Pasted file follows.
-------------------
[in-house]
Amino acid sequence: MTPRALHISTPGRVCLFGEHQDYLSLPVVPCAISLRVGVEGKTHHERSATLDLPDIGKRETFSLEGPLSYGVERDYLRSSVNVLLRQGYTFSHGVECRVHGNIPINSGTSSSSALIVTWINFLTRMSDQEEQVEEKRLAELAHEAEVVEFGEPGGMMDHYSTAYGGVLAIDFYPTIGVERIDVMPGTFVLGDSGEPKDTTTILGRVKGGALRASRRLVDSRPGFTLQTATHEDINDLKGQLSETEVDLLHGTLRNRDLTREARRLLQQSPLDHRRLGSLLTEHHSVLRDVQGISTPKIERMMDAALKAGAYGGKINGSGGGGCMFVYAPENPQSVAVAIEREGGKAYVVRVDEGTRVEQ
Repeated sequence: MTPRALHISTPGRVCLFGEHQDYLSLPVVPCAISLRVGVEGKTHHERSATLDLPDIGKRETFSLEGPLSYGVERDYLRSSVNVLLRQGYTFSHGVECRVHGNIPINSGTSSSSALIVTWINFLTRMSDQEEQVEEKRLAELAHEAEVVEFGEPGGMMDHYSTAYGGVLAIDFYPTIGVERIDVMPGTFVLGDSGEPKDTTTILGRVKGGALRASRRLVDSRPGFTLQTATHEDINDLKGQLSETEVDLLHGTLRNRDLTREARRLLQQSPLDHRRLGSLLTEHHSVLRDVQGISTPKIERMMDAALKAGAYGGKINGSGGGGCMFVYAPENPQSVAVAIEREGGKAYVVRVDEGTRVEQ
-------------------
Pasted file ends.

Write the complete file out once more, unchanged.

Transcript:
[in-house]
Amino acid sequence: MTPRALHISTPGRVCLFGEHQDYLSLPVVPCAISLRVGVEGKTHHERSATLDLPDIGKRETFSLEGPLSYGVERDYLRSSVNVLLRQGYTFSHGVECRVHGNIPINSGTSSSSALIVTWINFLTRMSDQEEQVEEKRLAELAHEAEVVEFGEPGGMMDHYSTAYGGVLAIDFYPTIGVERIDVMPGTFVLGDSGEPKDTTTILGRVKGGALRASRRLVDSRPGFTLQTATHEDINDLKGQLSETEVDLLHGTLRNRDLTREARRLLQQSPLDHRRLGSLLTEHHSVLRDVQGISTPKIERMMDAALKAGAYGGKINGSGGGGCMFVYAPENPQSVAVAIEREGGKAYVVRVDEGTRVEQ
Repeated sequence: MTPRALHISTPGRVCLFGEHQDYLSLPVVPCAISLRVGVEGKTHHERSATLDLPDIGKRETFSLEGPLSYGVERDYLRSSVNVLLRQGYTFSHGVECRVHGNIPINSGTSSSSALIVTWINFLTRMSDQEEQVEEKRLAELAHEAEVVEFGEPGGMMDHYSTAYGGVLAIDFYPTIGVERIDVMPGTFVLGDSGEPKDTTTILGRVKGGALRASRRLVDSRPGFTLQTATHEDINDLKGQLSETEVDLLHGTLRNRDLTREARRLLQQSPLDHRRLGSLLTEHHSVLRDVQGISTPKIERMMDAALKAGAYGGKINGSGGGGCMFVYAPENPQSVAVAIEREGGKAYVVRVDEGTRVEQ